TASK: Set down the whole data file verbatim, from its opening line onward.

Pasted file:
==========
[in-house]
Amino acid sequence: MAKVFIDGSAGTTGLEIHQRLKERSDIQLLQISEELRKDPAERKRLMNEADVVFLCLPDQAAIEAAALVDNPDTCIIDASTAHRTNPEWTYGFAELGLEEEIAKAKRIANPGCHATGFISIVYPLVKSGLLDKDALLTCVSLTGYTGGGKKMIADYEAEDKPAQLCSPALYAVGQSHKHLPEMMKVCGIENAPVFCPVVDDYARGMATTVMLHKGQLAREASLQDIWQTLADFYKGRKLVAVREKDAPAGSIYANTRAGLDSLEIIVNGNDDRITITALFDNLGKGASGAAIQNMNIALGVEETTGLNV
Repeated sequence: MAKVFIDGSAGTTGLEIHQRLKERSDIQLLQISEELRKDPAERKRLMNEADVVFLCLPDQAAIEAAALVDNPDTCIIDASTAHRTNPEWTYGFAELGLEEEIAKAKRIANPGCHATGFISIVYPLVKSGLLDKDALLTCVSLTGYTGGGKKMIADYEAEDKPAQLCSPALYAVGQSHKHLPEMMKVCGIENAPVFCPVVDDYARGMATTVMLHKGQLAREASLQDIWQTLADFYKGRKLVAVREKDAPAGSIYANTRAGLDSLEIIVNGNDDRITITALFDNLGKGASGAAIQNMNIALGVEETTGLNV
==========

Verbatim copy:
[in-house]
Amino acid sequence: MAKVFIDGSAGTTGLEIHQRLKERSDIQLLQISEELRKDPAERKRLMNEADVVFLCLPDQAAIEAAALVDNPDTCIIDASTAHRTNPEWTYGFAELGLEEEIAKAKRIANPGCHATGFISIVYPLVKSGLLDKDALLTCVSLTGYTGGGKKMIADYEAEDKPAQLCSPALYAVGQSHKHLPEMMKVCGIENAPVFCPVVDDYARGMATTVMLHKGQLAREASLQDIWQTLADFYKGRKLVAVREKDAPAGSIYANTRAGLDSLEIIVNGNDDRITITALFDNLGKGASGAAIQNMNIALGVEETTGLNV
Repeated sequence: MAKVFIDGSAGTTGLEIHQRLKERSDIQLLQISEELRKDPAERKRLMNEADVVFLCLPDQAAIEAAALVDNPDTCIIDASTAHRTNPEWTYGFAELGLEEEIAKAKRIANPGCHATGFISIVYPLVKSGLLDKDALLTCVSLTGYTGGGKKMIADYEAEDKPAQLCSPALYAVGQSHKHLPEMMKVCGIENAPVFCPVVDDYARGMATTVMLHKGQLAREASLQDIWQTLADFYKGRKLVAVREKDAPAGSIYANTRAGLDSLEIIVNGNDDRITITALFDNLGKGASGAAIQNMNIALGVEETTGLNV